Clinical and Translational Serology Highlights SeroNews

Winter 2022

February 14, 2022
Scientist at workbench

2022 is off to an exciting start with expanding collaborations and a series of meetings to foster discussions and facilitate the translation of understanding of immune responses to SARS-CoV-2 infection and vaccination into public health changes.

The Clinical and Translational Serology Taskforce will continue to work together to encourage broad implementation of serology standardization and leveraging of serology’s clinical applications by bringing together stakeholders from academia, industry, and government to present latest findings and technology advancements and to discuss key topics of interest.

As we reflect on last year and plan for the next, we realize that prompt sharing of information, data, and resources is more critical than ever, given the unprecedented challenges that COVID-19 and the emergence of new variants have posed to the scientific and medical community. On this front, we are planning to conduct new resource and study surveys that will promote collaborations and exchange of information to bring forward the best responses to this pandemic.

We look forward to continued engagement and discussion as we move through this third year of pandemic.

Serology, vaccines and potential

Man in front of whiteboard

Doug Lowy, M.D., principal deputy director of the National Cancer Institute, recently spoke with us about SARS-CoV-2 serology efforts. He shared his thoughts on vaccination, research gaps, and looming questions in the field, pointing to the importance of collaboration and capitalization on scientific opportunities and outreach. Our conversation, edited for brevity and clarity, is below.

Please note that the opinions and viewpoints expressed in this interview are Dr. Lowy’s own and this material should not be interpreted as representing the official viewpoint of the U.S. Department of Health and Human Services, the National Institutes of Health, or the National Cancer Institute.

For those who aren’t tuned into the subject, why are serology and standardization of serology efforts important?

Serology is used in several different ways, but usually it’s used for determining whether people have mounted an immune response to an infection or a vaccine. Serology is the area where you’re looking at antibody responses.

So-called “cell immune responses” are also important, but it’s far easier and less expensive to look at antibodies, so people tend to look at antibodies unless there is a compelling reason to look at cellular immune responses. When it comes to SARS-CoV-2, we believe that cellular immune responses are important but, in addition, the antibody responses are also important, and that’s what tends to be studied and reported to a greater degree than cell-mediated immune responses. However, I would say that one of SeroNet’s great strengths is it has people with expertise in cellular immunology, and they are looking at cellular immune responses, both to the natural infection as well as to the vaccines.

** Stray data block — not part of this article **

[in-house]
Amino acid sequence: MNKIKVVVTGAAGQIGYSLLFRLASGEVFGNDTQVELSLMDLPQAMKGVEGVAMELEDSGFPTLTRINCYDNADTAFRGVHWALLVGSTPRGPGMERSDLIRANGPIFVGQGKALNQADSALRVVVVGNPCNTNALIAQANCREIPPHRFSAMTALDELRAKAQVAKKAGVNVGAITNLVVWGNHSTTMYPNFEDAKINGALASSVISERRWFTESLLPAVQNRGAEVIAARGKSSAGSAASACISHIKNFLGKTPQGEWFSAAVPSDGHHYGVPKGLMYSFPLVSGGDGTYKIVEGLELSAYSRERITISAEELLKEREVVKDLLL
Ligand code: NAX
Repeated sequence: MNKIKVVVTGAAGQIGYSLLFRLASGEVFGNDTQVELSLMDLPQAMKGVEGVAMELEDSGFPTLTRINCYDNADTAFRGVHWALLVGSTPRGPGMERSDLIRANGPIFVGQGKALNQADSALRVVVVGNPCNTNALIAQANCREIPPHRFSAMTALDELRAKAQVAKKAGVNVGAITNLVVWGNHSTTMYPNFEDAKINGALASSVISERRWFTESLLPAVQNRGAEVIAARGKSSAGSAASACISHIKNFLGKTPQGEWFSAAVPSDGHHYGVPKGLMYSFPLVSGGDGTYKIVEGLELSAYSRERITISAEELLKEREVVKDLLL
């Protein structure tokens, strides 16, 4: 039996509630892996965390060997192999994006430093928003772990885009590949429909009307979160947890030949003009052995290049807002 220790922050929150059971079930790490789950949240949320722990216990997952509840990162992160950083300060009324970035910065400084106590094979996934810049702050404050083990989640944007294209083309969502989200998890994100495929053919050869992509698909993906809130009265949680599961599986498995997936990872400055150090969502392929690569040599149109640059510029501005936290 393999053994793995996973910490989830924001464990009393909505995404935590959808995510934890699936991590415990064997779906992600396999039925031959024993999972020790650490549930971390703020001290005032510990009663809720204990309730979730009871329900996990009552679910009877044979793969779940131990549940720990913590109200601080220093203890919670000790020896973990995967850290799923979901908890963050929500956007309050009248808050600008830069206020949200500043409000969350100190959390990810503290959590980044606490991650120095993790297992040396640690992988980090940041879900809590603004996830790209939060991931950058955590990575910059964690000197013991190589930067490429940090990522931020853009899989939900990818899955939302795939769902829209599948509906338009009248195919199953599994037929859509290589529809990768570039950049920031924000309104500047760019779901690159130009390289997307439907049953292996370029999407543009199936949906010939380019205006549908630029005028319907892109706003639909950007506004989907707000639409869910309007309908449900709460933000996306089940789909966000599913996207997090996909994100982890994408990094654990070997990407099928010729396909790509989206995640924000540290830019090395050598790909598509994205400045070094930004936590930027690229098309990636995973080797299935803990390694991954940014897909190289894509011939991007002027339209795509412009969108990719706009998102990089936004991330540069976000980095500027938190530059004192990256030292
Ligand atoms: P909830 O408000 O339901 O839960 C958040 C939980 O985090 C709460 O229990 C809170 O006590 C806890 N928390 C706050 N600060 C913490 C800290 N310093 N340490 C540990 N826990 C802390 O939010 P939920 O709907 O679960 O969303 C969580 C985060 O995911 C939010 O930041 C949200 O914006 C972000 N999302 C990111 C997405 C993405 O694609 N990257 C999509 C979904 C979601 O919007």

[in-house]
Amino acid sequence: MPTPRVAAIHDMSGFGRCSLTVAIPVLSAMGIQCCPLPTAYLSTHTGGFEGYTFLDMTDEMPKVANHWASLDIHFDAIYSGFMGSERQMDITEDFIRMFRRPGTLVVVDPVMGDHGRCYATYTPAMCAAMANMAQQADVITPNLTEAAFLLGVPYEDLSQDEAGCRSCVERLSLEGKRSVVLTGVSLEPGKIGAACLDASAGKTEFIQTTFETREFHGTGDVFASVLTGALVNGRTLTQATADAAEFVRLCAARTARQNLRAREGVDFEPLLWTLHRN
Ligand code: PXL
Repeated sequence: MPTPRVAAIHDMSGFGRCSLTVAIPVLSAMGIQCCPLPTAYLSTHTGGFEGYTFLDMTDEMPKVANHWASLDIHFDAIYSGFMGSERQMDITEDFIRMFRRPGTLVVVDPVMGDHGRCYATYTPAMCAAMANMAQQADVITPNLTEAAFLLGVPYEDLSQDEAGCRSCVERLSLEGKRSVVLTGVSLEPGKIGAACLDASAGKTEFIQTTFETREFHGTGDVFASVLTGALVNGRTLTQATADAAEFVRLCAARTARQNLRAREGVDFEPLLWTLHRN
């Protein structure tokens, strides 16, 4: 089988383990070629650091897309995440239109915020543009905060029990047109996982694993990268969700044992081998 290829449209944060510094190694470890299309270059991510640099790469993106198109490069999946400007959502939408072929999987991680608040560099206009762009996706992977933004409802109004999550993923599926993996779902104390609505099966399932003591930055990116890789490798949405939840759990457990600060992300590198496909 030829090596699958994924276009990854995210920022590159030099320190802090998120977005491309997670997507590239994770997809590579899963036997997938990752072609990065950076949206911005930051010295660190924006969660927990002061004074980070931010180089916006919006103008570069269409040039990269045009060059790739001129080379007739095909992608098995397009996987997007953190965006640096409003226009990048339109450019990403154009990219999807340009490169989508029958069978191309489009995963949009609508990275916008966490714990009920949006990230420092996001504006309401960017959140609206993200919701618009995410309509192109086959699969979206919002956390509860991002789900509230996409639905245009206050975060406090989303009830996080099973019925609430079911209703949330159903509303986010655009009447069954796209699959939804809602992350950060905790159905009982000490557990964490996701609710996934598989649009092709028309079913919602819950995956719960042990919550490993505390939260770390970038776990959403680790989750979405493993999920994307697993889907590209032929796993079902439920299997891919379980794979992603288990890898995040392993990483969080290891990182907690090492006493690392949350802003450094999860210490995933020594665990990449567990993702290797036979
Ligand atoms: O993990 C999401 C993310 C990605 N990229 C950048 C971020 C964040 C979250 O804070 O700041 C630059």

What kind of strengths does NCI bring to this collaboration, and what strengths does it gain from working with these other groups in SeroNet?

One of the strengths is that we do have expertise in viruses. We don’t tend to have expertise in acute respiratory viruses because they generally are not involved in causing cancer. Our expertise is more in viruses
that cause cancer. One of the reasons we wanted to focus on serology is our expertise in HPV, including antibody responses to regular infection as well as to vaccination. We thought that there would be potentially important parallels between SARS-CoV-2 immune responses and responses to HPV infection and vaccination. It turned out that there really is a fair amount of similarity, so Dr. Ligia Pinto’s [HPV serology] lab applying its expertise to SARS-CoV-2 was quite logical.

What aspects of their work do you see pushing the frontier or making contributions?

Perhaps the most important contribution that Dr. Pinto’s lab has made is helping to validate the accuracy of commercial serology tests that were submitted to the FDA. Based on the results, the FDA gave or did not give Emergency Use Authorization to the different commercial devices.

Scientist using a multi pipette
Dr. Ligia Pinto and her team were instrumental in validating the accuracy of commercial serology tests that were submit-
ted to the FDA.

I really must emphasize this was only possible because of collaboration. It was not all NCI. We found ourselves in an unusual situation where we had expertise but, in general, weren’t being asked to do things immediately with the pandemic effort—very different from the NIAID or the CDC or BARDA, where they were being asked to do things almost 24/7. This led HHS to ask us to take on new tasks because other agencies didn’t have the bandwidth. Fortunately, we were able to do it.

Another important area was setting up a dashboard for looking at serology throughout the United States. It’s called “SeroHub.” Dr. Neal Freedman from DCEG took the lead, but it was with very close collaboration between colleagues in CDC, NIAID, and the Frederick National Laboratory. SeroHub is really the go-to resource for looking at serology in the United States. It captures, over time, the range of antibody levels in different locations, not just at a state-wide level but even at a more granular level in many situations, and there are very wide differences between different states and antibody levels. SeroHub, in its first six months, had well over a million visits to its website. People have found out about its existence, and it’s very user-friendly.